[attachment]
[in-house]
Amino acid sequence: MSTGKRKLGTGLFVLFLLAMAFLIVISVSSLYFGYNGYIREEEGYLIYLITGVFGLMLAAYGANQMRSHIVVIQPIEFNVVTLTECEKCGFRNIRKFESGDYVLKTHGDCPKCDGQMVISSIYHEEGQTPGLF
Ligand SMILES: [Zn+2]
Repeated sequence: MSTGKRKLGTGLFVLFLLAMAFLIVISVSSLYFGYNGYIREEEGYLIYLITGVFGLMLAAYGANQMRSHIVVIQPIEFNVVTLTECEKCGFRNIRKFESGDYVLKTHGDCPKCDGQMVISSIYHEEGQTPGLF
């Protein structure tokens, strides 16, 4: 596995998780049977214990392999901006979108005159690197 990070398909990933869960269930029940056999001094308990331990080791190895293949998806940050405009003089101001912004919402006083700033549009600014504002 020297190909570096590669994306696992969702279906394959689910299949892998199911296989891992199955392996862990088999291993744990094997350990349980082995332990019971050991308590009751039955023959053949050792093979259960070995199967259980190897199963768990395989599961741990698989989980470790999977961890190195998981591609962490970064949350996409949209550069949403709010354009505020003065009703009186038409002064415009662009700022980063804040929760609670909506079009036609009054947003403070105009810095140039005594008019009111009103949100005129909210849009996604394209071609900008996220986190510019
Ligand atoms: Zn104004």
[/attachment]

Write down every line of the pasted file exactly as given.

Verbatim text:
[in-house]
Amino acid sequence: MSTGKRKLGTGLFVLFLLAMAFLIVISVSSLYFGYNGYIREEEGYLIYLITGVFGLMLAAYGANQMRSHIVVIQPIEFNVVTLTECEKCGFRNIRKFESGDYVLKTHGDCPKCDGQMVISSIYHEEGQTPGLF
Ligand SMILES: [Zn+2]
Repeated sequence: MSTGKRKLGTGLFVLFLLAMAFLIVISVSSLYFGYNGYIREEEGYLIYLITGVFGLMLAAYGANQMRSHIVVIQPIEFNVVTLTECEKCGFRNIRKFESGDYVLKTHGDCPKCDGQMVISSIYHEEGQTPGLF
């Protein structure tokens, strides 16, 4: 596995998780049977214990392999901006979108005159690197 990070398909990933869960269930029940056999001094308990331990080791190895293949998806940050405009003089101001912004919402006083700033549009600014504002 020297190909570096590669994306696992969702279906394959689910299949892998199911296989891992199955392996862990088999291993744990094997350990349980082995332990019971050991308590009751039955023959053949050792093979259960070995199967259980190897199963768990395989599961741990698989989980470790999977961890190195998981591609962490970064949350996409949209550069949403709010354009505020003065009703009186038409002064415009662009700022980063804040929760609670909506079009036609009054947003403070105009810095140039005594008019009111009103949100005129909210849009996604394209071609900008996220986190510019
Ligand atoms: Zn104004």